(Aug. 21) The U.S. Department of Agriculture has denied a request from the Almond Board of California to delay for six months implementation of an almond pasteurization program, meaning the program would go into effect as scheduled on Sept. 1.

However, the federal agency made certain the industry will be able to supply its retail and foodservice customers.

It was the almond board that developed the pasteurization program and recommended its adoption by the Department of Agriculture. The stumbling block came in the form of the paperwork required to certify pasteurization equipment.

“The almond board is convinced there is enough pasteurization capacity,” said Marsha Venable, the board’s assistant manager for marketing services. “It’s just that we don’t have all the equipment certified.”

Provided the equipment has been tested and passed, the Department of Agriculture approved using the equipment even though the certification paperwork may not have been reviewed, she said.

“Everyone wants to get this program implemented,” said Richard Waycott, president and chief executive officer of the almond board. “We’ve worked long and hard to get enough options for the industry in terms of capacity, different pasteurization technologies and plans for how each handler is going to go about complying with this rule.”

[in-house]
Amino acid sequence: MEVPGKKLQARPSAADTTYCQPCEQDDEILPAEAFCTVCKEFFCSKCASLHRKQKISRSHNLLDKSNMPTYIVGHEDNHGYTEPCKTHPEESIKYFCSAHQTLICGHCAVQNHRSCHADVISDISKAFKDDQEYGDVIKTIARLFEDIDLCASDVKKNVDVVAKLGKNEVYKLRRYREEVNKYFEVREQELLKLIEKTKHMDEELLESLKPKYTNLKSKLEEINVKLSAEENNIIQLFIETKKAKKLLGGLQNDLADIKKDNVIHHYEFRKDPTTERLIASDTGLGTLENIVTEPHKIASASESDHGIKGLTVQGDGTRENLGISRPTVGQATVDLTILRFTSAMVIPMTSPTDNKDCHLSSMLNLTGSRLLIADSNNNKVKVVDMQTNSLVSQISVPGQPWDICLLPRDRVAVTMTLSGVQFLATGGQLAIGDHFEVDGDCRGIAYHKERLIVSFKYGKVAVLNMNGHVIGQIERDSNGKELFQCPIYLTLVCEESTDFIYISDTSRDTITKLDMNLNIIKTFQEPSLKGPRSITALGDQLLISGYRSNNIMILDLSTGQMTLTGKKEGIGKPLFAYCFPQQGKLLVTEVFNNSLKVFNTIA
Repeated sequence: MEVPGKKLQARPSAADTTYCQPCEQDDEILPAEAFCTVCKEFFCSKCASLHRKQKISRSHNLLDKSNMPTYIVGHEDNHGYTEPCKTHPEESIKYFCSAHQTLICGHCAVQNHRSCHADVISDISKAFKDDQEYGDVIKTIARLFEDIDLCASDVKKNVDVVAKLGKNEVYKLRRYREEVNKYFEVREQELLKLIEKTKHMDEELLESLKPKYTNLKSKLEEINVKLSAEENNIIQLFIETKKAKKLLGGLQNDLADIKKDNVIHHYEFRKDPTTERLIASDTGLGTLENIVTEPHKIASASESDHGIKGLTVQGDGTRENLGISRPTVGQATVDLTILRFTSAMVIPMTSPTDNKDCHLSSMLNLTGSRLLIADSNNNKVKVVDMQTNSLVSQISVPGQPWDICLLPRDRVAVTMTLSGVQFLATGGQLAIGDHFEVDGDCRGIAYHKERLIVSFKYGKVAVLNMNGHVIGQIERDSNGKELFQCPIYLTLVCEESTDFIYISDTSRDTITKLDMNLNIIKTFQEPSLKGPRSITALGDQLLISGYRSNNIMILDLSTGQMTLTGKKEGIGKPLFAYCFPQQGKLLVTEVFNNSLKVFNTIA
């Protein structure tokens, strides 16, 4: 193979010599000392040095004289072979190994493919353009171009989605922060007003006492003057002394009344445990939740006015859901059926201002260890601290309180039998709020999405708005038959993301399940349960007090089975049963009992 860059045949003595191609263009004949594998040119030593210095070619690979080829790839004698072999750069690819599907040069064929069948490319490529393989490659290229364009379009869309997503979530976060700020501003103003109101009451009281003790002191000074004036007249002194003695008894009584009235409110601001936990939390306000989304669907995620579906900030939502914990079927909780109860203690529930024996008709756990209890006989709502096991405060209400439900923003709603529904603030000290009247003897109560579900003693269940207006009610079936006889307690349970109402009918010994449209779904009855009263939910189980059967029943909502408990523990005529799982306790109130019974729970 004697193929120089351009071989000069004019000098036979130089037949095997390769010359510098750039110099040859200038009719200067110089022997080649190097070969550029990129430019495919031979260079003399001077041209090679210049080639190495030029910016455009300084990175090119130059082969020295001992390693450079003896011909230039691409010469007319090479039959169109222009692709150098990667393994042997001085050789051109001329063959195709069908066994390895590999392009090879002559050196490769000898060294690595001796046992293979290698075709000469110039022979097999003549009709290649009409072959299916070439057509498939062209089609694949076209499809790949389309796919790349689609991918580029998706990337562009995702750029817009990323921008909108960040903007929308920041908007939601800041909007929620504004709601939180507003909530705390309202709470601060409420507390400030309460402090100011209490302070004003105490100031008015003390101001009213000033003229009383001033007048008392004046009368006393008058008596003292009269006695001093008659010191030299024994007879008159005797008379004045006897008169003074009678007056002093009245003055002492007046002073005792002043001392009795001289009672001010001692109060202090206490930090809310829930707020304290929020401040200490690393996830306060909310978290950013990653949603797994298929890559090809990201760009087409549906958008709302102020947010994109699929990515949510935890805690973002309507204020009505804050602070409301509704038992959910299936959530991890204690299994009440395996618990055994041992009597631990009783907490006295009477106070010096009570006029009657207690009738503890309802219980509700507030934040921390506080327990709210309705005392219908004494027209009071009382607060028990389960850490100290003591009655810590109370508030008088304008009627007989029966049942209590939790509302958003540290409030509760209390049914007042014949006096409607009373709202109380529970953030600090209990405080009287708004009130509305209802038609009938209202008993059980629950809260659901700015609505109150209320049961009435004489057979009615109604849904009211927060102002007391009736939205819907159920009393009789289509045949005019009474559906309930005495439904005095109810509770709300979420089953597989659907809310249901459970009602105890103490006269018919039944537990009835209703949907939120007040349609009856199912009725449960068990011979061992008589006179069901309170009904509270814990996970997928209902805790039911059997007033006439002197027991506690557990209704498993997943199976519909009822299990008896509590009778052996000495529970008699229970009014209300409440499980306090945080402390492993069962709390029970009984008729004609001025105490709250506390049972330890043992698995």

“There’ll be a few hiccoughs and bottlenecks getting under way but we’ll deal with those problems as they arise,” he said.

The bottom line is that the industry is providing an increasingly safer product for customers and consumers, Waycott said.

There were two recalls of almonds due to the presence of salmonella early in this decade. After those recalls, Venable said the almond board held a series of meetings with California grower-shippers and conducted substantial research. It ultimately proposed to the federal agency an action plan that required pasteurizing the nuts, she said.

That proposal went to the Department of Agriculture in August of last year. Grower-shipper concerns about having enough certified pasteurization equipment in the upcoming heavy harvest and processing months led to the request for the delay, Waycott said.